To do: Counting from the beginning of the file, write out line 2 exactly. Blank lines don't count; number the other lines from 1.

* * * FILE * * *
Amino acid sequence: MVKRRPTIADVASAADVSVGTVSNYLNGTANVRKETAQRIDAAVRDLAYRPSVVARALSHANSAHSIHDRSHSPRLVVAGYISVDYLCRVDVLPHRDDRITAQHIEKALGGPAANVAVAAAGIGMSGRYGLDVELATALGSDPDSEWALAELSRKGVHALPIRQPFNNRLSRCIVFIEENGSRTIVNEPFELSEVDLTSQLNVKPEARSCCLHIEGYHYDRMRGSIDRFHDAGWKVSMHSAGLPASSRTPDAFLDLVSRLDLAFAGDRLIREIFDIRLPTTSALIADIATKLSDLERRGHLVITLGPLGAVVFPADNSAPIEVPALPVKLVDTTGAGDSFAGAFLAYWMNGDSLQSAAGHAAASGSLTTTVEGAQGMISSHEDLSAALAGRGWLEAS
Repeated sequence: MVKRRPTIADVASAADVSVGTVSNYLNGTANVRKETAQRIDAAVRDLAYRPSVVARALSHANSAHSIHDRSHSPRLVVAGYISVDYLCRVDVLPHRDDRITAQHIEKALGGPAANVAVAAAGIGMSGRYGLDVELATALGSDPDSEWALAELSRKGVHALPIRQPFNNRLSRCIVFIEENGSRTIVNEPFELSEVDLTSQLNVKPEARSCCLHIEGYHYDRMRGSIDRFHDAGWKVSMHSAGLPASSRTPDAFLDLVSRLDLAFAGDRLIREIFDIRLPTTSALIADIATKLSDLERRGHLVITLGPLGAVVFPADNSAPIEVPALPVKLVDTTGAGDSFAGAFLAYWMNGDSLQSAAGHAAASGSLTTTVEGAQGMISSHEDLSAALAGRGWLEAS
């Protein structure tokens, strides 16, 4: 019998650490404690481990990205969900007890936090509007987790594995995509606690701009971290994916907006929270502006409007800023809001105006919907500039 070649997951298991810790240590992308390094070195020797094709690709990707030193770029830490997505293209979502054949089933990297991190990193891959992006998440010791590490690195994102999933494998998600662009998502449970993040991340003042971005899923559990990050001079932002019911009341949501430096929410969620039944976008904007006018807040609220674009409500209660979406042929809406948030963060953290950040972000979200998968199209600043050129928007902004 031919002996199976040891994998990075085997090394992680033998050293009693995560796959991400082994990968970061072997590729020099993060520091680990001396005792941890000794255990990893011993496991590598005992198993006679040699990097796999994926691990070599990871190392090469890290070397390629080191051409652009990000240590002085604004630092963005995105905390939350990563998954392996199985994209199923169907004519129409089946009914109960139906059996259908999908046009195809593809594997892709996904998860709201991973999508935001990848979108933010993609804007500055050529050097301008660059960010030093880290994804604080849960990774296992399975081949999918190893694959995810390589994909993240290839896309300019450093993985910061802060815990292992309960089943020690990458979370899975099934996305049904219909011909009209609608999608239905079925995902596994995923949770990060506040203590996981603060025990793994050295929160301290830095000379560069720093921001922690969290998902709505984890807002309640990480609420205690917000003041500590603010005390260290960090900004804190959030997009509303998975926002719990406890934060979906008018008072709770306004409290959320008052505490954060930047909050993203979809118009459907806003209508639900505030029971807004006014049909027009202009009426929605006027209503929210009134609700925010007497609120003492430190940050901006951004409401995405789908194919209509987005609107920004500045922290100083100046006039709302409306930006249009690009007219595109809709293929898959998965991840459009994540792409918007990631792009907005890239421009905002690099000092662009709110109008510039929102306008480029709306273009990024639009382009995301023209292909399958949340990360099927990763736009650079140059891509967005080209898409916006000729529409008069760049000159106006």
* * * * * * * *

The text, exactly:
Repeated sequence: MVKRRPTIADVASAADVSVGTVSNYLNGTANVRKETAQRIDAAVRDLAYRPSVVARALSHANSAHSIHDRSHSPRLVVAGYISVDYLCRVDVLPHRDDRITAQHIEKALGGPAANVAVAAAGIGMSGRYGLDVELATALGSDPDSEWALAELSRKGVHALPIRQPFNNRLSRCIVFIEENGSRTIVNEPFELSEVDLTSQLNVKPEARSCCLHIEGYHYDRMRGSIDRFHDAGWKVSMHSAGLPASSRTPDAFLDLVSRLDLAFAGDRLIREIFDIRLPTTSALIADIATKLSDLERRGHLVITLGPLGAVVFPADNSAPIEVPALPVKLVDTTGAGDSFAGAFLAYWMNGDSLQSAAGHAAASGSLTTTVEGAQGMISSHEDLSAALAGRGWLEAS